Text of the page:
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South Korea Pulls Back From Sex Slave Agreement With Japan
Image Credit: Flickr / YunHo LEE

South Korea Pulls Back From Sex Slave Agreement With Japan

 
 

The South Korean Task Force on Sex Slave Agreement announced on December 27 that the 2015 agreement concluded between South Korea and Japan was based on a unilateral decision by the former Park administration without proper participation from the Ministry of Foreign Affairs or the sex slave victims, often euphemistically referred to as “comfort women.”

The task force was established in July 2017 as an agency reporting directly to the Minister of Foreign Affairs to review the comfort women agreement, which was signed on December 28, 2015 between South Korea’s former President Park Geun-hye and Japanese Prime Minister Shinzo Abe, which promised the final closure of the sex slave question once and for all.

After five months of review, the task force announced that Park and the Blue House had taken over the negotiation process, which had been originally led by the Ministry of Foreign Affairs, to conclude the agreement in 2015.

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Reportedly, the Ministry of Foreign Affairs was alienated from the negotiation after that point, while Park ordered the then-chief of the National Intelligence Service, Lee Byung-ki, to lead high-level discussions with Japan behind closed doors. Meanwhile, the Ministry of Foreign Affairs continued to hold bureau-level talks with Japan, as means to “conceal” the real talks being led by the NIS chief.

The task force also revealed secret agreements that had not been disclosed when the comfort women agreement was being announced to the public. One of them included occasions where the South Korean government secretly agreed to “resolve” the issue of installing comfort women statues, despite the administration’s public stance that they cannot be involved in dismantling the statues because “they were built by private organizations.”  

Also, the task force argued that South Korea might have expedited the conclusion of the agreement due to pressure from the United States. Reportedly, the United States has indicated its “fatigue over history” when it came to the long-term question of cold relations between South Korea and Japan stemming from historical issues.

It is expected that all these revelations will spark further controversy and doubts about the comfort women agreement in South Korea.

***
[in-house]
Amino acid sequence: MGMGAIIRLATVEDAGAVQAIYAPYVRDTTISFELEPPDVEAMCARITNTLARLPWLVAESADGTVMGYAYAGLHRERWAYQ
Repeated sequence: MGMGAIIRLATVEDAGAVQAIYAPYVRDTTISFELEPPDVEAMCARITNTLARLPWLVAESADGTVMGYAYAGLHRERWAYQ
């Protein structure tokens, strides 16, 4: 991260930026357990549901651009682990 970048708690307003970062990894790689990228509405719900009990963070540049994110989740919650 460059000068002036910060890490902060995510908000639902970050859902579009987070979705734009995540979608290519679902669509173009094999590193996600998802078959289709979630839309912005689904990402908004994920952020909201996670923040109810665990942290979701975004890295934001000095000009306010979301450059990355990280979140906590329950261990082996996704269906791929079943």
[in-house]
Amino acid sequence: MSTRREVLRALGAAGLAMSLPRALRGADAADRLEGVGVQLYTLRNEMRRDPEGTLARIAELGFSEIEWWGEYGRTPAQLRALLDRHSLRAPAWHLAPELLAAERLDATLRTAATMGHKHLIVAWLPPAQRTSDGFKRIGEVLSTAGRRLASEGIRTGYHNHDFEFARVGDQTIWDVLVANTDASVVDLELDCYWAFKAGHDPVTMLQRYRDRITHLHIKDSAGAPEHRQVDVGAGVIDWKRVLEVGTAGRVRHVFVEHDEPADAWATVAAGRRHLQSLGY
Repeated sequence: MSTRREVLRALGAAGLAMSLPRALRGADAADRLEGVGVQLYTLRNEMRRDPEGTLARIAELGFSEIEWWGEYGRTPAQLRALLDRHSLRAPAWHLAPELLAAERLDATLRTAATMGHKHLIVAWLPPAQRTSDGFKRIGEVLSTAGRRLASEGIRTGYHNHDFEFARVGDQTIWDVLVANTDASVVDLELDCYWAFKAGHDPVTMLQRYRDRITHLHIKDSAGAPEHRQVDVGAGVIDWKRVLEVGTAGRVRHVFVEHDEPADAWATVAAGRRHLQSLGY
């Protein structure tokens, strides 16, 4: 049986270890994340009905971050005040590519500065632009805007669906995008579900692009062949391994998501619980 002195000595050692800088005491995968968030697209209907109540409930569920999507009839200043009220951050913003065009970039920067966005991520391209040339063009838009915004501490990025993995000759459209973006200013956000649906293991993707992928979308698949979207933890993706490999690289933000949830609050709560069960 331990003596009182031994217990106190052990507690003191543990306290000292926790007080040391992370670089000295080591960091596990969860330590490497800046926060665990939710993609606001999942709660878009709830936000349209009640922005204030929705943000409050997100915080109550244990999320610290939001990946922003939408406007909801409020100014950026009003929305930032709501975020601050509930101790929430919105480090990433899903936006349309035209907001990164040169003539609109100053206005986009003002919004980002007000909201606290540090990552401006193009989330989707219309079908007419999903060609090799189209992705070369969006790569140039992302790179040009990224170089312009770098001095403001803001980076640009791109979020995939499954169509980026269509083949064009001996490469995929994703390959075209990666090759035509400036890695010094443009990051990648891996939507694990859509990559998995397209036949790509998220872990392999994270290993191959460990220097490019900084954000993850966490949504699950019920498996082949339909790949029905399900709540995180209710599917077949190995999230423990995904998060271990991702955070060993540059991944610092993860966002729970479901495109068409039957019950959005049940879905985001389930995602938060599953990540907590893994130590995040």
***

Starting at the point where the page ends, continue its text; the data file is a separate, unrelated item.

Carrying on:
The term “irreversible” that was used in the agreement also became subject to questioning. The term was first suggested by the South Korean government with the intent of expressing the will to “never withdraw from apology.” However, throughout the course of negotiations, the usage of the term has been distorted to emphasize instead the final conclusion of the comfort women question, spurring criticisms that South Korea was dragged into Japan’s intentions.

Moreover, the task force has reported that the 1 billion yen that Japan promised in the agreement to pay as reparations for sex slave victims was agreed upon without social consensus or the consent of the victims themselves.

The ruling Minjoo Party of Korea has welcomed the task force’s report, stating that the agreement was “poorly made and wrong.” The party has called for “cooperation throughout all parties to create an agreement that is acceptable by the public and the sex slave victims,” so that the agreement can bring “true cure and recovery to the victims.”

President Moon Jae-in also made a public statement admitting that “critical flaws were found in the sex slave negotiations between South Korea and Japan in 2015, both in procedure and content,” and has called on his government to come up with follow-up measures to deal with the issue.

Some interpret Moon’s statement as de facto initial steps to try to renegotiate the agreement with Japan, which was one of the pledges he made during his presidential candidacy.

The opposition Liberty Korea Party has strongly criticized the report, describing its announcement as a “bad move which not only fails to resolve the sex slave question, but also increases security risks.”

In particular, with the PyeongChang Olympic Games just around the corner, the party stated that the announcement comes at the “worst strategic time ever” and does not meet even the government’s own intent to invite the Abe administration to the Olympics.

Japanese Prime Minister Shinzo Abe has not made any official statement on the matter. However, Japanese Minister for Foreign Affairs Taro Kono stated on December 27 that South Korea-Japan relations will become impossible to manage if the South Korean government tries to “alter the agreement.”

Chief Cabinet Secretary Yoshihide Suga  also said several times on January 4 that the agreement “will not move an inch,” and deplored South Korea for “moving the goal post every time.”

South Korea’s Ministry of Foreign Affairs said that they will be holding bureau-level talks with Japan on January 8 to exchange opinions on the matter.

South Korea will be announcing its follow-up measures for the sex slave report around January 10.

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